Even though I’m a dietitian, my clients frequently ask me about exercise as part of their weight loss plan.
Since managing weight effectively depends on calorie balance, it makes sense that we talk about not only diet (calories in), but exercise (calories out), too. Most simply want to know how much, or sometimes how little, exercise they need to do in order to lose weight—or to keep off weight that they’ve already lost. So, here are some of the key things I tell them about exercise and body weight.
To lose a pound in a week’s time, strictly through exercise, you’d need to burn up an extra 500 calories a day above and beyond your current activity level. That’s no small task. You’d need to hike uphill for an hour with a 10-pound backpack or swim laps for 90 minutes without stopping. Trying to lose weight only through increased activity, or only by cutting your calories, won’t be nearly as effective as a combination of diet and exercise.
Your metabolic rate represents the number of calories your body burns just to keep basic processes going, and it’s a big part of your ‘calories out.’ But your metabolic rate can dip a little when you cut back on your eating. So, even though your ‘calories in’ may be lower, your ‘calories out’ can drop, too, and leave you more or less in calorie balance.
When people think exercise, they usually think aerobic exercise, like biking, swimming or jogging. But strength training is important, too. In part because it helps to build lean body mass, which can bump up your metabolic rate and help offset the drop in calorie burn that takes place when you cut your calories.
People tend to overestimate the calorie cost of the exercise they do—and underestimate the number of calories they eat. This helps explain the frustration many people feel when they’re sure they’re doing ‘everything right,’ but the scale just won’t budge.
Once you’ve lost it, regular activity is critical when it comes to keeping weight off. But it takes more than a leisurely stroll around the block. Members of the National Weight Loss Registry—people who have lost at least 30 pounds and kept it off for at least a year—burn an average of about 2800 calories a week in exercise. That’s the equivalent of about 90 minutes of exercise, like a brisk four-mile walk every day.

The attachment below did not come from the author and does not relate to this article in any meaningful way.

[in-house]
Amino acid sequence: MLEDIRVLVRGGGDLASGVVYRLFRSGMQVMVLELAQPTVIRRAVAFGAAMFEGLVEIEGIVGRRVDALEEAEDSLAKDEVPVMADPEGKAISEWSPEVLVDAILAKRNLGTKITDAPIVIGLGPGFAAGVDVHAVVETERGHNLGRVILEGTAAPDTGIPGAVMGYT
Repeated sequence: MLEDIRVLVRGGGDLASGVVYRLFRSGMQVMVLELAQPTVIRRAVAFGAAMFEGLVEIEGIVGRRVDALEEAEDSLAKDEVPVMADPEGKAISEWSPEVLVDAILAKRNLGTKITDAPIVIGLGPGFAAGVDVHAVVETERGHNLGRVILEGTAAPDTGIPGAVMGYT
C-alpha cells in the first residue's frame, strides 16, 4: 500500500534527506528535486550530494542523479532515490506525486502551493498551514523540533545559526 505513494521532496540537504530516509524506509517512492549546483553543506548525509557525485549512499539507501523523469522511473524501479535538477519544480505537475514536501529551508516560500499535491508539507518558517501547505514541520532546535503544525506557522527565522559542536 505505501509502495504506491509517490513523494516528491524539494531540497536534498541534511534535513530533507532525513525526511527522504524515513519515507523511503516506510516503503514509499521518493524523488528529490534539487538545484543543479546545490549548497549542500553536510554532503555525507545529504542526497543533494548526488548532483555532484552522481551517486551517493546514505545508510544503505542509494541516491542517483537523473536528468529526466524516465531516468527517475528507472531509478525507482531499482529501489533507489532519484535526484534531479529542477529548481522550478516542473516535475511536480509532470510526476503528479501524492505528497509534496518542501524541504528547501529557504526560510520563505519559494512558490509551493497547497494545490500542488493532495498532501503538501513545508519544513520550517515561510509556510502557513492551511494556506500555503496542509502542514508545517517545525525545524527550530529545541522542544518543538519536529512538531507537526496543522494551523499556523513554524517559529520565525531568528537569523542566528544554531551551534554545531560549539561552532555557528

When people hear that they might need an hour or more of exercise a day to keep their weight under control, it can be a little daunting. But don’t let the numbers discourage you. Do what you can, do it regularly, and try to go a little farther or work out a little harder each time.
Susan is the Sr. Director of Worldwide Nutrition Education and Training at Herbalife, where she is responsible for the development of nutrition education and training materials, and is one of the primary authors of the Herbalife-sponsored blog, www.discovergoodnutrition.com. She is a Registered Dietitian and holds two Board Certifications from the Academy of Nutrition and Dietetics as a Certified Specialist in Sports Dietetics, and a Certified Specialist in Obesity and Weight Management. Susan is also a Fellow of the Academy of Nutrition and Dietetics.
Susan graduated with distinction in biology from the University of Colorado, and received her master’s degree in Food Science and Nutrition from Colorado State University. She then completed her dietetic internship at the University of Kansas. Susan has taught extensively and developed educational programs targeted to individuals, groups and industry in her areas of expertise, including health promotion, weight management and sports nutrition.
Prior to her role at Herbalife, she was the assistant director of the UCLA Center for Human Nutrition, and has held appointments as adjunct professor in nutrition at Pepperdine University and as lecturer in nutrition in the Department of Food Science and Nutrition at Cal Poly San Luis Obispo.
Susan was a consultant to the (then) Los Angeles Raiders for six seasons, and was a contributing columnist for the Los Angeles Times Health Section for two years. She is a co-author of 23 research papers, 14 book chapters, and was a co-author of two books for the public: “What Color is Your Diet?” and “The L.A. Shape Diet” by Dr. David Heber, published by Harper Collins in 2001 and 2004, respectively.